What a daunting assignment for an interior designer: Redecorate the Queen Mary 2.
The ship relaunched earlier this summer after $132 million in renovations. Alison Clixby, director of hotel design and projects for Cunard and P&O Cruises, had to make the ship look fresh and contemporary while maintaining the look of luxury.
She also had to keep in mind the ship's heritage. The QM2 is part of a line of Cunard ships named for British royals. Every ship in the fleet has been christened by members of the royal family, and 20th century VIP passengers included the Duke and Duchess of Windsor.
Here's a Q-and-A with Clixby:
AP: The QM2 launched in 2004 but your research included visiting the original Queen Mary, which launched 80 years ago and is now docked in Long Beach, California.
CLIXBY: We wanted to bring out that heritage and history and refer back to those old ships. But the question was, 'What was it about those ships that we could use now moving the Cunard brand forward?' Cunard also wanted to promote luxury — five- and six-star and white-glove service.
When I visited the Queen Mary in Long Beach, we looked for reference points like material elements that we could layer into the QM2. We needed to bring those elements through in some ways — for example, using decorative patterns from the original ship in a more contemporary way — but we didn't want to do a direct copy.
We were also looking at things that would work when it's a very gray, winter trans-Atlantic crossing, or when she's on a world cruise in sunnier climes. We needed that real balance between traditional and classic, but referring back to the art deco heritage of the older ships.
AP: The QM2 has a lighter, airier feel than some ocean liners. How did you do that?
CLIXBY: We had the opportunity to re-carpet the entire ship including the cabins. Our principle was to have a holistic approach. Quite often on cruise ships, when they go through a refurbishment, they might change one thing but not adjacent spaces. We had the ability to do the whole thing, getting continuity and blends of color to change the whole color balance. There were a lot of old-fashioned colors on the ship — beige, brown, peach combinations — which were slightly on the 1980s side of color schemes. And now what you see in a lot of hotels is going more toward the warm grays, the taupes. We used those new colors and quite a mix of tones.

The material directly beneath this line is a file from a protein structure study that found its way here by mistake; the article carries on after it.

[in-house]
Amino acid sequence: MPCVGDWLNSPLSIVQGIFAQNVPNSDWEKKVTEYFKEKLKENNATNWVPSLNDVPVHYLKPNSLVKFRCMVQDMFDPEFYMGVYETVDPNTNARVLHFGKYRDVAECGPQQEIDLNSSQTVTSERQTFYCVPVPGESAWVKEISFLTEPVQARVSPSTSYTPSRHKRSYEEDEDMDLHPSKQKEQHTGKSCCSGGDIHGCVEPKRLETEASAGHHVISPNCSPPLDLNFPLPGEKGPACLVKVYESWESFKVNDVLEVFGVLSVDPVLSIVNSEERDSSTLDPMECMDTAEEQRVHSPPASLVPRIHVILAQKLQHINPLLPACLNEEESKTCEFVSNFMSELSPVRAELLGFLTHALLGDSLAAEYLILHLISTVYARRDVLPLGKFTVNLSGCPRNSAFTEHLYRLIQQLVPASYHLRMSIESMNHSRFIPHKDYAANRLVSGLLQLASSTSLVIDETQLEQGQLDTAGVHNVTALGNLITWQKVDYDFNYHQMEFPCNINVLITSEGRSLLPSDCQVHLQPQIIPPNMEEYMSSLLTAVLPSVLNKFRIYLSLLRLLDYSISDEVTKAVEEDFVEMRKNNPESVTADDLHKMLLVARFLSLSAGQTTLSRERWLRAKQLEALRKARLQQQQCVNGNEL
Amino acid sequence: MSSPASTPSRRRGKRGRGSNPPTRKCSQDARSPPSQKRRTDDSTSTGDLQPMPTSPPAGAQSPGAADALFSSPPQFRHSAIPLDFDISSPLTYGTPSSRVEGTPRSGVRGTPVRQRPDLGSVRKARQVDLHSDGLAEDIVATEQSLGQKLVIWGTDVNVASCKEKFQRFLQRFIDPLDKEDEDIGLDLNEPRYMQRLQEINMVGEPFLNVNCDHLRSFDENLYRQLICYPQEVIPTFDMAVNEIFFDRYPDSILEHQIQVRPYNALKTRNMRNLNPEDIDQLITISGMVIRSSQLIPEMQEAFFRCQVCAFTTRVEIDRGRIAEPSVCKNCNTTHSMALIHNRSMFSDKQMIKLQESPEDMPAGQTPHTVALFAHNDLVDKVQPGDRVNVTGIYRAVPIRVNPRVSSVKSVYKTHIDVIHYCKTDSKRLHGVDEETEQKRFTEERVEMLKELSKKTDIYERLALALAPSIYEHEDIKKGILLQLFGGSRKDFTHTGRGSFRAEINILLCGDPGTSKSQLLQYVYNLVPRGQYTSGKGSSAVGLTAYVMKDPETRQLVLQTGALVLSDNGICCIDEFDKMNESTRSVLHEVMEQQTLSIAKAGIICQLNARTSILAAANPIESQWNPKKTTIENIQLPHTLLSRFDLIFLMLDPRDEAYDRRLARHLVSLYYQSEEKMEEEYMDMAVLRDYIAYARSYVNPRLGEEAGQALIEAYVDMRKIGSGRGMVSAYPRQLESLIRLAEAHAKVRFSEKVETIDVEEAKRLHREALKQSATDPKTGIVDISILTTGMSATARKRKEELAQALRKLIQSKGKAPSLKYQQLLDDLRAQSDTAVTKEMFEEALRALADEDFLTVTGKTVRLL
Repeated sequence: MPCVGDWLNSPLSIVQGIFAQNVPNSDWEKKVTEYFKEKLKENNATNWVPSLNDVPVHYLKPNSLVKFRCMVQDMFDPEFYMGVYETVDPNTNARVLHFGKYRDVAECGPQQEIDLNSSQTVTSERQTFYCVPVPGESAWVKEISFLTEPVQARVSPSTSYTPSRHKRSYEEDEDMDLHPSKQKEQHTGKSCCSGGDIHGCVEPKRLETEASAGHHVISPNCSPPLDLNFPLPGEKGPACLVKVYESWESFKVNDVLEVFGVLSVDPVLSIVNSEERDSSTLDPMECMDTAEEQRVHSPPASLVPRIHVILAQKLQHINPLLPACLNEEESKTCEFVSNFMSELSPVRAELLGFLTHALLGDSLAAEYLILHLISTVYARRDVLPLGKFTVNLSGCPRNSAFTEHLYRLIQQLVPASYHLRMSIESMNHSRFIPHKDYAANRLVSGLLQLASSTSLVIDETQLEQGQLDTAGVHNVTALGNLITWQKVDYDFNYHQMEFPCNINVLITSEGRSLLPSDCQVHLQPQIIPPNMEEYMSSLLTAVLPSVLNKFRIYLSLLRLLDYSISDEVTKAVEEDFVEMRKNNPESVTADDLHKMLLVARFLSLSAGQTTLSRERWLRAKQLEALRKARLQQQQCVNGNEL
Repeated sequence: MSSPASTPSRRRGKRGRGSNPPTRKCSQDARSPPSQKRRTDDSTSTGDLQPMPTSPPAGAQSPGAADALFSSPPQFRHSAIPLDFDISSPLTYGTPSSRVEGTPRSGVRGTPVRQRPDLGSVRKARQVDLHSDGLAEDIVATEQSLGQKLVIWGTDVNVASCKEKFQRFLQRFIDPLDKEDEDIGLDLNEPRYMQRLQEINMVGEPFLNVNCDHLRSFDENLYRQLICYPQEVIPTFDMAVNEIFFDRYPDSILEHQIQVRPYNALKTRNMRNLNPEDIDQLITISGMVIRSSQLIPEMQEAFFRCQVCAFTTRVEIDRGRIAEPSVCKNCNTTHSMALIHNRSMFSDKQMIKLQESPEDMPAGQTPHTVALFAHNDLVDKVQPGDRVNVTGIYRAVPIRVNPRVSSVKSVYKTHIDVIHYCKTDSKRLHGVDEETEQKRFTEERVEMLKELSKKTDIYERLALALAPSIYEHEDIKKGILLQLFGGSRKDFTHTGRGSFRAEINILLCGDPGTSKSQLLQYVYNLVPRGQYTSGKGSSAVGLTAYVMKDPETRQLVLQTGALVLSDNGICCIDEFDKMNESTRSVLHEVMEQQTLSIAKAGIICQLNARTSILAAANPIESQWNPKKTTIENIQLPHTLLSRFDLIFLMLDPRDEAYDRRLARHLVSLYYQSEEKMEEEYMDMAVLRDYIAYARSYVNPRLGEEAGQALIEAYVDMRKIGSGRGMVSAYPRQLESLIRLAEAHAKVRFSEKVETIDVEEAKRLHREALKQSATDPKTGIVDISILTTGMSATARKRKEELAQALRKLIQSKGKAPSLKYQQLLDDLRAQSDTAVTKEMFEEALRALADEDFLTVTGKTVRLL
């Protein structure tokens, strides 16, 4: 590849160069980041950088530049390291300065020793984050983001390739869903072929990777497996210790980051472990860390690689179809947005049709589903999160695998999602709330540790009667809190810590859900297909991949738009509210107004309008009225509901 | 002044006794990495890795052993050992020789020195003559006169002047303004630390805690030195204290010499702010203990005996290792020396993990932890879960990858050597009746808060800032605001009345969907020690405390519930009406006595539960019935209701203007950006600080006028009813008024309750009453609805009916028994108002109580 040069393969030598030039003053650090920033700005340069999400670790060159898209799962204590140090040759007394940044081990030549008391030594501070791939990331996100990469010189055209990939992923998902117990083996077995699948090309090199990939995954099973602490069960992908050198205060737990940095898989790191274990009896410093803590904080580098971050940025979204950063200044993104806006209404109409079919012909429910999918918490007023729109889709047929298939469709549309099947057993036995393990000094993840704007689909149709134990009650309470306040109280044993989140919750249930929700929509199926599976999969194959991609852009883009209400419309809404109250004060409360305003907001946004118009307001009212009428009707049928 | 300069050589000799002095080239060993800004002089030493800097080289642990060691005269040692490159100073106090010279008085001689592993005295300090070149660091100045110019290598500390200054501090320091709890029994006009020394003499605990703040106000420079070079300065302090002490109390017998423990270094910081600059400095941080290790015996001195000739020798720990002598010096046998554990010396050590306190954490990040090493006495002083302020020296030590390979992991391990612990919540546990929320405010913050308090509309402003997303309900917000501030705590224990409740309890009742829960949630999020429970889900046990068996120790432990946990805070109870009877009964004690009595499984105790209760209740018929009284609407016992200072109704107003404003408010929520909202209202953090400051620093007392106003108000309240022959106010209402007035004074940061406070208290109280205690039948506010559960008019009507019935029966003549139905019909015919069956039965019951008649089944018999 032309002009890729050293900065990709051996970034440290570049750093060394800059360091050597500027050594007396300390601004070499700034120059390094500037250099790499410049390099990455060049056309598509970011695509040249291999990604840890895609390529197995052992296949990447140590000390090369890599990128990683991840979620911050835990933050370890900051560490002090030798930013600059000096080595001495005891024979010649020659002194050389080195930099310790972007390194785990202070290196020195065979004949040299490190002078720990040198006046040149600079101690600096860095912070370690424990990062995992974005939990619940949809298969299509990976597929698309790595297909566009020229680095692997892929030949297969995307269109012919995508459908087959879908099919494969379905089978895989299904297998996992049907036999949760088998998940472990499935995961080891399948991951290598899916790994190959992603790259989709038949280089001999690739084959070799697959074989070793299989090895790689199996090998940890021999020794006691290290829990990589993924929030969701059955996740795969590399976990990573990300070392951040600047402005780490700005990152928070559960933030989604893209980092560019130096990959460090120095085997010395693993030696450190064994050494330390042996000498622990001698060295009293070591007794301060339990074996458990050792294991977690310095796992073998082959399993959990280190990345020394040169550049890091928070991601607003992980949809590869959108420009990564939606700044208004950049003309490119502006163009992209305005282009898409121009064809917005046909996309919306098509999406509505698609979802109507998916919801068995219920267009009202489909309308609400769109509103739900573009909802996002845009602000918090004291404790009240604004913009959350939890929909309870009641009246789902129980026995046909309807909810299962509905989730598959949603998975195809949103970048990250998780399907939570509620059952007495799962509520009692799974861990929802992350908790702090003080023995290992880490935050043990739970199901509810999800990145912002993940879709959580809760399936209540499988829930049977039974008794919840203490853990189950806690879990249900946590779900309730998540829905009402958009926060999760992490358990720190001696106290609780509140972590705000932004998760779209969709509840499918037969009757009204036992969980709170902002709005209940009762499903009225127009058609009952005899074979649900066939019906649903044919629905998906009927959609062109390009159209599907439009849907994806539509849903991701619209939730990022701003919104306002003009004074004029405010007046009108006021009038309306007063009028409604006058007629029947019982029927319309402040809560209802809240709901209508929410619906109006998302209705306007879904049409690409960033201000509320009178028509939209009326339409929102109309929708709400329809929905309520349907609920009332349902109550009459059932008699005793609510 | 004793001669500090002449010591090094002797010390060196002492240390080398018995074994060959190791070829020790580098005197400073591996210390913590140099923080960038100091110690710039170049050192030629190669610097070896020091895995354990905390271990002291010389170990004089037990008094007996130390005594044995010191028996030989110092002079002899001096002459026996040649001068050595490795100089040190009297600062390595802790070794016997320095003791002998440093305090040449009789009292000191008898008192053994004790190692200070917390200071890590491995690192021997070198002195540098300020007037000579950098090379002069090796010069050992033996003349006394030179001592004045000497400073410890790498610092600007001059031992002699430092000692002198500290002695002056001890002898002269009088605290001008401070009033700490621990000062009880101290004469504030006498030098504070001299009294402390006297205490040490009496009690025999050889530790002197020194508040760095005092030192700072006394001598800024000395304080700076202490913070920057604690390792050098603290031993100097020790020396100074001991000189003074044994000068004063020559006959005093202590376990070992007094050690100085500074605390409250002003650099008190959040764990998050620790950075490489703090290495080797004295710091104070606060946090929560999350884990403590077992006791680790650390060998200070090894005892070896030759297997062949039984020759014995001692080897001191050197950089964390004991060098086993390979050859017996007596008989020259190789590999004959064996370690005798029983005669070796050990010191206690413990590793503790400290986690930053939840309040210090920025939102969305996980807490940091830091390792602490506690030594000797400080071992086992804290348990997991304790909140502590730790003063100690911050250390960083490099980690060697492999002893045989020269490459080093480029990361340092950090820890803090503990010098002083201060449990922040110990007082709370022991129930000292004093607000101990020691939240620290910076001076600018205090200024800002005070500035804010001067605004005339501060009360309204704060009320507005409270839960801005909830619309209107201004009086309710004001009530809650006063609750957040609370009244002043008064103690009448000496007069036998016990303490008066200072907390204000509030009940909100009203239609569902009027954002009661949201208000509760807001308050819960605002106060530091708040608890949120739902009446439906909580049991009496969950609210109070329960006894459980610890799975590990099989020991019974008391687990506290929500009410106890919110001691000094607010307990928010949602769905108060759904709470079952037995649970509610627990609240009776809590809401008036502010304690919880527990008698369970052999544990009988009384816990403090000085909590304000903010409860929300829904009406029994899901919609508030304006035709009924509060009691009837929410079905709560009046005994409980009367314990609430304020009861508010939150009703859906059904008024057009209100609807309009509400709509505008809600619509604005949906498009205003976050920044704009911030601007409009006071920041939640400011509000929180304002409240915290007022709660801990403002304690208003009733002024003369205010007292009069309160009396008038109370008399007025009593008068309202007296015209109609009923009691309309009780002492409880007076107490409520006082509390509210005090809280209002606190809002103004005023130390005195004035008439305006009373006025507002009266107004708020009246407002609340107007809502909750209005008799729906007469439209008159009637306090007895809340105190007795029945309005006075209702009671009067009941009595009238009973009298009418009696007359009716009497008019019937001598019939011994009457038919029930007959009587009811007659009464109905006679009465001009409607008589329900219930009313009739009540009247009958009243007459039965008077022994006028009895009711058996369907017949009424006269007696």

We were also always looking to practicality when it comes to cleaning. Modern carpet technology is fantastic. You can blend more of the colors successfully so that something that appears to be quite light actually has a lot of depth of color to cover a multitude of sins. If you pull out the color tufts from every area, they would be identical — red, blue, gold. That made the difference. That shock of color made it feel fresher, but the underlying continuity is the warm grays.
AP: What's the difference between decorating public spaces like dining venues versus the private spaces?
CLIXBY: When we're doing the staterooms and it's personal, private space, you notice more of what you touch and feel and sit on. We did a lot in terms of new furniture details — handles, stitching, the quality of fabrics.
In the public spaces, our primary focus was the first impression: the wow factor and representing the Cunard brand. We worked with the ship's existing structures but changed the features — chandeliers and dramatic artworks — and changed the color balance.
In the staterooms, we've got the blue with the gold Cunard crest for the bed, throw cushions, bed runners, bright throws and a blue Brittania color for the cabins. The other elements were more neutral to lighten things up.
AP: How did you balance the fussiness of vintage decor with contemporary style?
CLIXBY: Our natural tendency is, contemporary wins. But you want to create something that's timeless. You keep the pared-back aesthetic but add those older elements in. The furniture can be more decorative, for example. But we don't want to be completely design-led because that will be out of fashion very quickly.
In the lounge, decorative metal screens divide the space and make it more intimate. That's a direct reference back to metalwork from the 1930s. And we've got different fabrics on the seats, and then a button. The nail detail might be in a more contemporary gun metal, but that sort of element references traditional upholstery detailing.
AP: Any tips for home decor?
CLIXBY: A key element is lighting — whether that's being able to turn off the main light because it's making the room too bright, or adding some accent lights or concentrating on the color temperature of those lights so they're not too cold.
Also you would ideally declutter. On a ship, it's done for you — someone is tidying up and putting your things away constantly! But it takes a lot of discipline, and it's difficult when you've got families and children. But there is that idea where you think, if you could just spend the weekend decluttering and buying a couple of throw pillows, it would add some fresh texture or color.